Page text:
Wikipedia article on the author. For the morbidly curious, volume 1, volume 2. The things you find at academic garage sales."
Heraclitus by Johannes Moreelse, shown as the "weeping philosopher."
"His name is Captain Clark," page 541. As I mentioned in an earlier entry to this chronicle, the "Captain Clark" supposedly mentioned by William Burroughs is rather difficult to locate.
"Heathcliffe up front there weathering heights," page 541, e.g. Wuthering Heights.
"Howard Cork," page 542, playing on Rand's Howard Roark, protagonist of The Fountainhead, but also on Hagbard Celine and never trusting anyone with the initials "H. C."
"Gateless Gate," page 543, translation (or mistranslation) of seminal Zen Buddhist work.
"twenty-four real men and women were dead," page 545. Celine originally had planned never to kill another human being, page 506.
(Next week, the monolog of Tobias Knight, "I got into the Illuminati in 1951," page 545, to page 562 "IT'S ALIVE").
Just an honest question for those of you who've read Illuminatus! more times than I have.
Does the word "libertarian" appear anywhere in
the novel(s)? About how many times? Where? How about "anarchy"/"anarchist"/"anarchism"?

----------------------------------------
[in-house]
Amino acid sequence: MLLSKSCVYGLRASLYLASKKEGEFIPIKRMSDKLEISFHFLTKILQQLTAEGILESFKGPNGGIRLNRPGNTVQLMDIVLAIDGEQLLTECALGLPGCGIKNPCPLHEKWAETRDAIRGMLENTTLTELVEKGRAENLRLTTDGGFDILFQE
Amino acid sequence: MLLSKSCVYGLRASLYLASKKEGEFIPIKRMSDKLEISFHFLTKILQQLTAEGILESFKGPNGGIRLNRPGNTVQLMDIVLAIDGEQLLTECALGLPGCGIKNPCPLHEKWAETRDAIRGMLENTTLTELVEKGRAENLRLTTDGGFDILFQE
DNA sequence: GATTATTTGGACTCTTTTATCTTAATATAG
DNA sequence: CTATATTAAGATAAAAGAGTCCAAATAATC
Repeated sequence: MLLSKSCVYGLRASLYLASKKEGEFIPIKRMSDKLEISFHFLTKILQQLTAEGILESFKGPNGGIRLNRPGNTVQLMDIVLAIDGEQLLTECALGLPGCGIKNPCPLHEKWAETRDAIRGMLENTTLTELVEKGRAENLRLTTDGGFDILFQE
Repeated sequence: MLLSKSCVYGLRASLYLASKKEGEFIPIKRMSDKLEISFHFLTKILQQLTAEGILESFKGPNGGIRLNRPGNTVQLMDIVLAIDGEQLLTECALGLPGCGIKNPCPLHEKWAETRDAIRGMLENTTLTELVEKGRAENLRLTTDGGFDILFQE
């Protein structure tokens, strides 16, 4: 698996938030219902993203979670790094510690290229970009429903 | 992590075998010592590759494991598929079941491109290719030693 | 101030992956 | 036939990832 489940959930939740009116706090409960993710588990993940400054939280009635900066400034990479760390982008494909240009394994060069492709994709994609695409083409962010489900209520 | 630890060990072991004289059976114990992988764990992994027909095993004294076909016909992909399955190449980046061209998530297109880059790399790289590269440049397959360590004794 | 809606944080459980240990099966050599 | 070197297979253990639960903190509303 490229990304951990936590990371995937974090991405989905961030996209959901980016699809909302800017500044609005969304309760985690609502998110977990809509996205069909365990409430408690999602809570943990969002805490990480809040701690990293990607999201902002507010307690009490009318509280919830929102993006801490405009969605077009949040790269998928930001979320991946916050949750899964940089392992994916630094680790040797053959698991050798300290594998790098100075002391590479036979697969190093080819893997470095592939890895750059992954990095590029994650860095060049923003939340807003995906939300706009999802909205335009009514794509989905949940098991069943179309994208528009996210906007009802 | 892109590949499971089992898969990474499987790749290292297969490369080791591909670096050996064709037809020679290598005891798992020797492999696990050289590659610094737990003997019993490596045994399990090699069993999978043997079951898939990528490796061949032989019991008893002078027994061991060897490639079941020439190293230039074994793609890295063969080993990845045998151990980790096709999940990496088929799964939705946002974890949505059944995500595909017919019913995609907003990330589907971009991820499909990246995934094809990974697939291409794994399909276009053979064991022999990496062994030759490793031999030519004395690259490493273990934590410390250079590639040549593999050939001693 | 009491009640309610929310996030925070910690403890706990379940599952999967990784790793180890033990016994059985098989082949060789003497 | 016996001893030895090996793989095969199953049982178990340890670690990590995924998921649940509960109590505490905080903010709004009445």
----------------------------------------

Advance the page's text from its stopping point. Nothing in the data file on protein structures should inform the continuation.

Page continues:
BTW, there ought to be a Skeleton Key to the Illuminatus! Trilogy in print or online somewhere but there isn't...is there?
This interesting question is worth an entire blog post (and will get one soon) but briefly: I ran a search in an electronic text and the word "libertarian" appears 13 times, not just in the appendix but in various places in the novels (it was not a well-known term when Illuminatus was written, 1969-1971); "anarchist" or "anarchists" appear 41 times in the text; the folks name-checked in the text include Lysander Spooner, Ayn Rand and Benjamin Tucker.
Actually, "libertarian" started being used at the end of the 19th century after "anarchist" was slimed by bomb-throwing terrorists and state provocateurs.